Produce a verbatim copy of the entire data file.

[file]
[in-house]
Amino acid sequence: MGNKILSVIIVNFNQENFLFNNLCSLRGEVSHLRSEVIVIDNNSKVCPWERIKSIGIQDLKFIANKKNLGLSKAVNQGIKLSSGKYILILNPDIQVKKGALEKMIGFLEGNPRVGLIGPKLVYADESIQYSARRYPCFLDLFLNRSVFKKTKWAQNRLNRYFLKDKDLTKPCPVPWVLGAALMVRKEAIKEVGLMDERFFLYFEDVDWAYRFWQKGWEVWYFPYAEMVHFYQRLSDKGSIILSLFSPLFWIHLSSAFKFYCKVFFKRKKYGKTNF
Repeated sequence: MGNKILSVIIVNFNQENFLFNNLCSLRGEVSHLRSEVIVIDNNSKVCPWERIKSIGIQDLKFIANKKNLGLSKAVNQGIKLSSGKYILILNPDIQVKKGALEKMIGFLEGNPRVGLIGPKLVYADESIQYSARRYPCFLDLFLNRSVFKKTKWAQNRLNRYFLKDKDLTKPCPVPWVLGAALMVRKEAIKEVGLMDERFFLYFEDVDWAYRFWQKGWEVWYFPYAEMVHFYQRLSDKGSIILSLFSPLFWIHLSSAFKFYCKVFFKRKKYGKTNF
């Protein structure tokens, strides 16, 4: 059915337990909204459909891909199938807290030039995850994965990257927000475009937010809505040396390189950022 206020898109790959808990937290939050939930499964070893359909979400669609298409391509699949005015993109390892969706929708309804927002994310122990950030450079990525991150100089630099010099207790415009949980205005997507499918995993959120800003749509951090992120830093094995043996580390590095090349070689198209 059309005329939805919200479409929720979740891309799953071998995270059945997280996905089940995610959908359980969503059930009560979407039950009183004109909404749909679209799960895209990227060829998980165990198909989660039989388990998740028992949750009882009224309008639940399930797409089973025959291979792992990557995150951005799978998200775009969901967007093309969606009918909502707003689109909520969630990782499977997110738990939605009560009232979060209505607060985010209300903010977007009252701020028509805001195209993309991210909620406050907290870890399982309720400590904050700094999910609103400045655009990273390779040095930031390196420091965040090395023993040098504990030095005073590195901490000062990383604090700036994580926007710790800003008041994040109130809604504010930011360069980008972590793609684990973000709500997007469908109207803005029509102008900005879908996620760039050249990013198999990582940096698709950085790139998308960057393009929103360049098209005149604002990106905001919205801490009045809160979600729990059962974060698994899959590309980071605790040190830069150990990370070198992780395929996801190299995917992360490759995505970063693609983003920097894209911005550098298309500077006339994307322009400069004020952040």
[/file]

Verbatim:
[in-house]
Amino acid sequence: MGNKILSVIIVNFNQENFLFNNLCSLRGEVSHLRSEVIVIDNNSKVCPWERIKSIGIQDLKFIANKKNLGLSKAVNQGIKLSSGKYILILNPDIQVKKGALEKMIGFLEGNPRVGLIGPKLVYADESIQYSARRYPCFLDLFLNRSVFKKTKWAQNRLNRYFLKDKDLTKPCPVPWVLGAALMVRKEAIKEVGLMDERFFLYFEDVDWAYRFWQKGWEVWYFPYAEMVHFYQRLSDKGSIILSLFSPLFWIHLSSAFKFYCKVFFKRKKYGKTNF
Repeated sequence: MGNKILSVIIVNFNQENFLFNNLCSLRGEVSHLRSEVIVIDNNSKVCPWERIKSIGIQDLKFIANKKNLGLSKAVNQGIKLSSGKYILILNPDIQVKKGALEKMIGFLEGNPRVGLIGPKLVYADESIQYSARRYPCFLDLFLNRSVFKKTKWAQNRLNRYFLKDKDLTKPCPVPWVLGAALMVRKEAIKEVGLMDERFFLYFEDVDWAYRFWQKGWEVWYFPYAEMVHFYQRLSDKGSIILSLFSPLFWIHLSSAFKFYCKVFFKRKKYGKTNF
């Protein structure tokens, strides 16, 4: 059915337990909204459909891909199938807290030039995850994965990257927000475009937010809505040396390189950022 206020898109790959808990937290939050939930499964070893359909979400669609298409391509699949005015993109390892969706929708309804927002994310122990950030450079990525991150100089630099010099207790415009949980205005997507499918995993959120800003749509951090992120830093094995043996580390590095090349070689198209 059309005329939805919200479409929720979740891309799953071998995270059945997280996905089940995610959908359980969503059930009560979407039950009183004109909404749909679209799960895209990227060829998980165990198909989660039989388990998740028992949750009882009224309008639940399930797409089973025959291979792992990557995150951005799978998200775009969901967007093309969606009918909502707003689109909520969630990782499977997110738990939605009560009232979060209505607060985010209300903010977007009252701020028509805001195209993309991210909620406050907290870890399982309720400590904050700094999910609103400045655009990273390779040095930031390196420091965040090395023993040098504990030095005073590195901490000062990383604090700036994580926007710790800003008041994040109130809604504010930011360069980008972590793609684990973000709500997007469908109207803005029509102008900005879908996620760039050249990013198999990582940096698709950085790139998308960057393009929103360049098209005149604002990106905001919205801490009045809160979600729990059962974060698994899959590309980071605790040190830069150990990370070198992780395929996801190299995917992360490759995505970063693609983003920097894209911005550098298309500077006339994307322009400069004020952040």